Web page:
Last week, I laid out seven tactical ideas about how to make the "new normal" of telecommuting better (given that I've been doing it for nearly two decades). And in our recent "From/To", we cited work moving from the cubicle to the couch, the tools of work moving from being centralized to decentralized, hierarchies-to-wirearchies, and 40 other ideas about the future of work.
So maybe it's "too soon" in the midst of World War V ("V" for virus) on COVID-19, but pull up a chair with me and I'll tell you a story... A story of how I initially came to making my home office my ONLY office.
Because in my case, working from home was somewhat hard-fought, initially.
* * *
The second job I had out of college was for a small, boutique IT services consultancy in Mountain View in the mid-90s. The vast majority of us were in our early 20s, but our CEO was a distinguished-looking and -sounding British gent in his sixties. But Gen X, he was not.
In those pre-Twitter, pre-Salesforce, pre-Everything days, the center of gravity of Silicon Valley was still down in the valley. It was a time when HP was the “hot” Silicon Valley company, people were running out of Gil Amelio’s Apple with their hair on fire, and – unbeknownst to us Mountain View kids – Google was literally being unvented under our noses next door.
And San Francisco? The dot-com boom was just beginning to get sonic, but absolutely unlike anything of today’s (or was it yesterday's?) Tech 2.0 boom. In the mid-nineties, most of SF’s Financial District skyscrapers were humming in banking, (re)insurance, medical services, etc. But SF was an absolutely killer place to live, as it is today… And if you hunted around a bit, you could still live there pretty cheaply (positively the opposite of today... or was it yesterday?).
Because of that, most of the twenty-something analysts in our little company chose to live in “The City”. Certainly not in “The Valley”, which was for the older, wiser, beardy-er types.
SF was where the action was.
Even if it meant having to make the 2+ hour roundtrip commute by car to Mountain View… Every…Single… Day. And the expectation of our eminence grise CEO was that your rump was to be in your desk at 8:00 AM, wearing a tie. To pick up your voicemails, that were literally pieces of paper, marked “Voicemail: From/To”, and impaled in-the-order-in which-they-were-received on a little chrome spike on our desks.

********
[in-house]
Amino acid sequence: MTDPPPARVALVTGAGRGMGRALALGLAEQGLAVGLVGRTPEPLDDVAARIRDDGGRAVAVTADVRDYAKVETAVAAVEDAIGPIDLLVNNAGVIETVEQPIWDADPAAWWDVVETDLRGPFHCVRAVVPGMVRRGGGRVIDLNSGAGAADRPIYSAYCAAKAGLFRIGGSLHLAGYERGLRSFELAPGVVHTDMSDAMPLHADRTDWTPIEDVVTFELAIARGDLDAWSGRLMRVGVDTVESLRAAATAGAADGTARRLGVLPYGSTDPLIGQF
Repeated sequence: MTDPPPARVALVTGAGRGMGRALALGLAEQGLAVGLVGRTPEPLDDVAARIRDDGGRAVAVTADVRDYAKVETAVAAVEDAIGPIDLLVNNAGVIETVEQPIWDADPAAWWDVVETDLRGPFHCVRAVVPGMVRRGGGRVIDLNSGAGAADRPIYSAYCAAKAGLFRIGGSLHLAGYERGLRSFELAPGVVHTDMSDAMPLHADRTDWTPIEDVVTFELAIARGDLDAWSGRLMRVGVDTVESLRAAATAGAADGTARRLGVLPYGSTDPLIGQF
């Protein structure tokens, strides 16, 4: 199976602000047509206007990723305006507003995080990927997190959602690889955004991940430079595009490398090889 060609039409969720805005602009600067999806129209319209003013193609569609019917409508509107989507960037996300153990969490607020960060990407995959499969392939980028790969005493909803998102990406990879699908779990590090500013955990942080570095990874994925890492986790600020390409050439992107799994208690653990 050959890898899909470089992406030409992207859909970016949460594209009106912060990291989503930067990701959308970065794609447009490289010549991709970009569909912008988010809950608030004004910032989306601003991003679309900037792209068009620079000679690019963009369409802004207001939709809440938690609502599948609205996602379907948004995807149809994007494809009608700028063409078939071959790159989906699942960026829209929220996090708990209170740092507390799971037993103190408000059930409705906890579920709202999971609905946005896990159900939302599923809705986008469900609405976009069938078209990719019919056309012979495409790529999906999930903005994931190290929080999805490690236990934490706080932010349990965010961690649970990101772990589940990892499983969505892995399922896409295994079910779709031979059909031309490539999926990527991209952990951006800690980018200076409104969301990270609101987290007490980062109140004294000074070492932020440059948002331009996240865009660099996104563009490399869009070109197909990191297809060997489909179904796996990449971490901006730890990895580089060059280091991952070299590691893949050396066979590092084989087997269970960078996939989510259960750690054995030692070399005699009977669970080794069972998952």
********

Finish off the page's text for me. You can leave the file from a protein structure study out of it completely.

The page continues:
The only internet connection was at one, solitary “magic” desk (this, a company of 50 people, mind), located in a windowless closet under a mishmash of wires comprising our plywood mounted T-1 line (look that up, Gen Z’ers). We called it "The Cave".
If you were slightly late to work (“Shoot, I got stuck in traffic”), the response was somewhere between “Is there a problem we should know about?” and Henry Hill in Goodfellas: “Stuck in traffic? Pay me…”
We all knew there HAD to be a better way. I had telecommuted a bit in my prior gig at HP – it was cool, no big deal. HP gave me a tidy little mid-90s era laptop to use. Surely at our little startup, we could enlighten our CEO that telecommuting would be an OK option for us? Once in a while, yes? From The City?
We’ll make the case!
A taskforce was formed. We’re all in agreement – he’ll have to agree! The man had reputedly “been at Woodstock”. The Man knew the merits of a bottle of Chateau Margaux. The Man had a groovy poodle. Surely The Man must be persuadable about the merits of telecommuting, right?
The best arguments were planned and gamed-out, well in advance of the sit down to close the deal.
The Man's response?: “Telecommuting? Telecommuting?! Are you crazy? Answering a customer inquiry – or, heaven forbid – a customer’s CALL, in your jammies? Telecommuting?!! I call it… tele-shirking!”
And that was that.
The moment was so Gen X. Sort of like Campbell Scott and Tom Skerritt’s “Supertrain” scene in that most-Gen-X of movies, Singles (great soundtrack, BTW…).
Like Yahoo!’s Marissa Mayer would famously do two decades later, our CEO flippantly dismissed a perfectly reasonable alternative to maintain work-life balance. Morale plummeted. Weekly deliveries of free Togo’s sandwiches (on Wednesdays!), or free Modelos at Fiesta del Mar on Fridays couldn’t buck up our spirits.
Eventually though… he did come around, largely because I think our thirty-something COO (and co-owner of the firm) quietly made the case… and then the both of them promptly sold the company to Gartner for a tidy sum (more clams for Margaux).
* * *
I never worked in Mountain View again, trading my digs on Shoreline Blvd and my wife and I trading our cheap apartment in San Francisco in 1999 for London. And a sweet, super modern Gartner office in Surrey, UK (without which, I doubt I’d be a member of the Center for the Future of Work today, but that’s another story).
And the last time I pulled out of our Mountain View parking lot, I probably passed Sergei Brin or Larry Page in front of Fiesta del Mar, snooping around for locations for the Google-plex.
As I said last week: Be well. May your family be well. Work hard. Let your couch be your cubicle (for a little while, at least). And grab this opportunity to show “The Man” (or the Marissas of the world) that one thing telecommuting is NOT is… teleshirking.